If Big Ten football occurs, it will be on players' terms
IOWA CITY, Ia. — The strangest offseason in Big Ten Conference football history took the oddest turn yet Wednesday morning.
The league used its cable TV network to try to drum up enthusiasm for a fall season that is still in peril. And just as sports-starved fans were dissecting the new 10-game schedule, the athletes being asked to put themselves at risk in order to pull it off came out with their own well-thought-out proposal.
It was the clearest sign yet that those who believe they are pulling the strings in college sports may be about to discover that the days of such puppetry are over.
At issue is ensuring the safety of the football players. More than 1,000 of them in the Big Ten — meaning the vast majority of those on rosters at the 14 schools — signed on to a “unity proposal” released on The Players’ Tribune web site calling for uniform COVID-19 testing procedures throughout the league, something that has been lacking.
“The NCAA — which is known for its zeal for regulations and enforcement — has had ample time to prepare for the safe return of its athletes to competition, yet it has done nothing. Its laissez-faire approach is forcing each conference and each school to create its own plan,” the players wrote.
Read the players' proposal:https://www.theplayerstribune.com/en-us/articles/big-ten-covid-19-football-season
Big Ten Conference commissioner Kevin Warren, trying to navigate the obstacles provided by a global pandemic in his first year on the job, conceded that a football season may not be feasible even while releasing a new schedule of games set to start Sept. 3. The league is mandating that football players be tested for the new coronavirus at least twice per week.
The players are asking for three tests, by a third party that meets their approval. And not just for the athletes, but for anyone who comes into contact with them, “including coaches, trainers, medical staff, nutrition staff, referees, media, etc.”
The players’ proposal continues:
“Additionally, testing on the day of competition (or within 24 hours of competition for each team that can be quarantined) with an FDA-approved test with less than 5% false negatives, with results delivered at least two hours before competition.”
The Big Ten schedule released Wednesday does not include kickoff times, but if this requirement is to happen, you can assume most games will have to take place in the evenings.
Time is running short, as the players’ message noted with obvious consternation. Training camps are set to open Thursday and Friday. The NCAA revealed Wednesday an Aug. 21 deadline to determine if fall sports will proceed as planned.
A handful of players are already announcing their intent to sit this season out, notably Minnesota wide receiver Rashod Bateman, Penn State linebacker Micah Parsons and Michigan State defensive tackle Jacub Panasiuk, all NFL prospects. Panasiuk went public the same day that the Spartan football team emerged from a quarantine after a COVID-19 outbreak.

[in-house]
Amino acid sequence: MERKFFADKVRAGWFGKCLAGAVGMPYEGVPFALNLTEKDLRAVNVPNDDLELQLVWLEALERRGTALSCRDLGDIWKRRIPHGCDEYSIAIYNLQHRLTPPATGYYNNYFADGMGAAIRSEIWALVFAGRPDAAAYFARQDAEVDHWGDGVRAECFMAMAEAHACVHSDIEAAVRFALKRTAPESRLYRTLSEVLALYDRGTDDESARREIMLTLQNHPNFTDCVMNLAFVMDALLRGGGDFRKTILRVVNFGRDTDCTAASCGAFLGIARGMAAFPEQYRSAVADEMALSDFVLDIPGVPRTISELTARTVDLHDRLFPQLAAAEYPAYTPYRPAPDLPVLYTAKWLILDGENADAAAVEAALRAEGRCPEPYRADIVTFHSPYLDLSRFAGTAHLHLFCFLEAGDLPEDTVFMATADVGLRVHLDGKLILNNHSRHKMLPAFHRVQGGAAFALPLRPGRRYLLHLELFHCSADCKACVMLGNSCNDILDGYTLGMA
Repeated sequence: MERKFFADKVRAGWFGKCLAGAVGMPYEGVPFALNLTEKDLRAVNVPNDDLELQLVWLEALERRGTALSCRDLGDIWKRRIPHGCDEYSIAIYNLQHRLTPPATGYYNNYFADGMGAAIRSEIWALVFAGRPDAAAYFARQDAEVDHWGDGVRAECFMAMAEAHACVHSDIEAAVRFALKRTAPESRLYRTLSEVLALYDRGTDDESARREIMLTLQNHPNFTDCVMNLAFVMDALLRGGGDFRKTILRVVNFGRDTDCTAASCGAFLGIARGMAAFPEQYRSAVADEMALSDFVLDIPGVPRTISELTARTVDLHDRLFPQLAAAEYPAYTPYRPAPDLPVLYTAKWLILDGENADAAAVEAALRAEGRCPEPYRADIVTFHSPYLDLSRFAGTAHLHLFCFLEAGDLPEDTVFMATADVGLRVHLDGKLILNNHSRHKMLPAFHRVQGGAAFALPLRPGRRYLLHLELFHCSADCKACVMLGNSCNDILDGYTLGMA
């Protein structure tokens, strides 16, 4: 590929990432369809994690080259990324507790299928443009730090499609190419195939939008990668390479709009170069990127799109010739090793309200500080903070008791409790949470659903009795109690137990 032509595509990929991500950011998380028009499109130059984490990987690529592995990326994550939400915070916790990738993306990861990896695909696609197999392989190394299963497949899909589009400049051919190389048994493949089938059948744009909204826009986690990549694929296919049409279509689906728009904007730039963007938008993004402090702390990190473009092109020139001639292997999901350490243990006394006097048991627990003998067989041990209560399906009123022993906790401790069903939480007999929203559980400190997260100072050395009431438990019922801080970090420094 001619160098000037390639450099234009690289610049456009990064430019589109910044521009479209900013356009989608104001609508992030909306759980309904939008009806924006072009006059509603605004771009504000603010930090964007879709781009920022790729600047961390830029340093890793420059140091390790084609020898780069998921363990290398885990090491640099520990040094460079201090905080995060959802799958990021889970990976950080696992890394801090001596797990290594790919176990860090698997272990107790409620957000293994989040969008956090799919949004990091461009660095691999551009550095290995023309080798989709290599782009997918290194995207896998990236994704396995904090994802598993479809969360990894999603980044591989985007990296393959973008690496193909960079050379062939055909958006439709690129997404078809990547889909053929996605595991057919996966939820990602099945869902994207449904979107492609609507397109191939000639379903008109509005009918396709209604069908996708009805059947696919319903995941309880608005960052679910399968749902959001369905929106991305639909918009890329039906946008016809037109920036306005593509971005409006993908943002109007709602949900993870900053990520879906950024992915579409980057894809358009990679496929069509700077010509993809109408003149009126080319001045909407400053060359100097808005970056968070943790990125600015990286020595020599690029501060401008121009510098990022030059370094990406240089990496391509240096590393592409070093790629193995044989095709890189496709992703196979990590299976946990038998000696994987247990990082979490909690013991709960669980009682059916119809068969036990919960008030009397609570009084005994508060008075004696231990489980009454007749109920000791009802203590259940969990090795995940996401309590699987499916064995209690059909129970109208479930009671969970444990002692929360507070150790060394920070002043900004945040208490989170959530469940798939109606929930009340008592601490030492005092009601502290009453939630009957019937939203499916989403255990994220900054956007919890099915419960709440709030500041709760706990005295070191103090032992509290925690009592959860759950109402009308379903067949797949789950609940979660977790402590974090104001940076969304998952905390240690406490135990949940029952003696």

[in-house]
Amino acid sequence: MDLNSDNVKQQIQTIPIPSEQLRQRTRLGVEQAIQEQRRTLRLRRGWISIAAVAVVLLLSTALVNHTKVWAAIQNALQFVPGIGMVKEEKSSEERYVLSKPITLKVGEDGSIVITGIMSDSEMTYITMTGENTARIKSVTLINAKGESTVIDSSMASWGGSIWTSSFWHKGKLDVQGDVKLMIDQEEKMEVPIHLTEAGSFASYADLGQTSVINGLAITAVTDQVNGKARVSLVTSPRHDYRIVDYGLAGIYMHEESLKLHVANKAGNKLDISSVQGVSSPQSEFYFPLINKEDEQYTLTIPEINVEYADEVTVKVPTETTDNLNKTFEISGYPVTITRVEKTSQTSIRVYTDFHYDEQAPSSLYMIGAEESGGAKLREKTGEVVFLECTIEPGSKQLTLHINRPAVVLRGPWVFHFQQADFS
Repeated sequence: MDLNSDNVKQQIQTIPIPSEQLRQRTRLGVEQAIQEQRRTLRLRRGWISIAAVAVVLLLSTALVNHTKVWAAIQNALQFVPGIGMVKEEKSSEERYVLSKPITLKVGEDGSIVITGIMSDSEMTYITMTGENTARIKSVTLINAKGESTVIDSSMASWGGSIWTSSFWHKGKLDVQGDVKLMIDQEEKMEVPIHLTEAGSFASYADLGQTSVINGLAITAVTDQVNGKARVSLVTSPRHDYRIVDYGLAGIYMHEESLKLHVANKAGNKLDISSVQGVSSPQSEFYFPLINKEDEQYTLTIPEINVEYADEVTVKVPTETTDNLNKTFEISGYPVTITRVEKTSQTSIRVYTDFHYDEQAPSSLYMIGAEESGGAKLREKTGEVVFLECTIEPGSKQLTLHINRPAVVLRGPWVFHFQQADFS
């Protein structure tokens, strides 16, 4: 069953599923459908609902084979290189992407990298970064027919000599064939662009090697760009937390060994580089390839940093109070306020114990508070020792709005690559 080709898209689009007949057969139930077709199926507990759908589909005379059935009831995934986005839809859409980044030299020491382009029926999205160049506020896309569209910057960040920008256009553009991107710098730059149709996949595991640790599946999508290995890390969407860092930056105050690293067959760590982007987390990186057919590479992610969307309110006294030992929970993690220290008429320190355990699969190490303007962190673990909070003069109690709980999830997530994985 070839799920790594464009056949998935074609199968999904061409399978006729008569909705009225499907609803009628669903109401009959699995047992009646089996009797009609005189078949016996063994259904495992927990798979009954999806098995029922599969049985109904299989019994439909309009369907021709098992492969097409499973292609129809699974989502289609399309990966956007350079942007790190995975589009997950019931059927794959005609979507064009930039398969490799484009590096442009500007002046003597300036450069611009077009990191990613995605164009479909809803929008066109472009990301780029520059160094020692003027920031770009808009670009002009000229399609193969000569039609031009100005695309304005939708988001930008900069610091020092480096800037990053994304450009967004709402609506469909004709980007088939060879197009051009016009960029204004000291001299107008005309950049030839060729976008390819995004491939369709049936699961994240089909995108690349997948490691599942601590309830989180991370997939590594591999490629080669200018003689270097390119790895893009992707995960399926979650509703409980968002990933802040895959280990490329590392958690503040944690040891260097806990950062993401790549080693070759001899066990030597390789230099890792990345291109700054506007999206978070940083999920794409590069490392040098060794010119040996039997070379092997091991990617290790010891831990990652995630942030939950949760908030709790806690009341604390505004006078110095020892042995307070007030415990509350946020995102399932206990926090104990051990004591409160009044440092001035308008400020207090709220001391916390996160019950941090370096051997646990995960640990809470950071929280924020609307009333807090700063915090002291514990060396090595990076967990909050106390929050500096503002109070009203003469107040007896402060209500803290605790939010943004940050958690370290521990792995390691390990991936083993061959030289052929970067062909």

Warren took the lead among Power 5 commissioners by announcing July 9 that the Big Ten would play a conference-only schedule this fall. Then he reportedly delayed the release of that schedule in order to chat with a football player at each school this week to gauge how comfortable they were in proceeding.
That apparently wasn’t good enough for the players who spoke out Wednesday.
“Given that the NCAA and conference leadership have not asked for our input, we feel compelled to call for clarity, commitment, and action regarding our common-sense proposal,” they wrote.
After initially being cautious, Warren’s league is now set to play games earlier than its Power 5 peers. The SEC and Pac-12 have said they will start Sept. 26. The ACC will begin games the week after the Big Ten. The Big 12 has yet to release a schedule.
Iowa is going to begin its training camp Friday as originally scheduled, the school announced Wednesday. Hawkeye players have been on campus working out since June 8. Coach Kirk Ferentz said there have been some positive cases of COVID-19 on his team, but not at a level that required a disruption in the schedule.
Fueling the players’ frustration apparently is the way that schools have handled releasing information related to COVID-19 cases, and differing thresholds for when to cease practicing when positive results are returned.
There has been good news on that front. For example, Iowa’s scheduled first opponent, Maryland, reported no COVID-19 cases this week. But Northwestern briefly stopped workouts after a single positive case, while Illinois revealed at least three active cases on its roster with no plans to take a hiatus. Iowa is scheduled to play both of those teams, as well as Michigan State and Ohio State, which have reported outbreaks of the coronavirus on their rosters at various times this summer.
The players are calling for: “Objective criteria for shutting down seasons should the pandemic take a turn for the worse or if teams experience significant outbreaks.”
Who will set those criteria? How will “significant” be defined?
It may be up to Warren and his office. Or perhaps university presidents and athletic directors will agree on that front. The NCAA could even issue a recommendation.
But it’s obvious now that the players want a seat at that table. And they will ultimately determine if a season occurs.
Mark Emmert covers the Iowa Hawkeyes for the Register. Reach him at email@example.com or 319-339-7367. Follow him on Twitter at @MarkEmmert.
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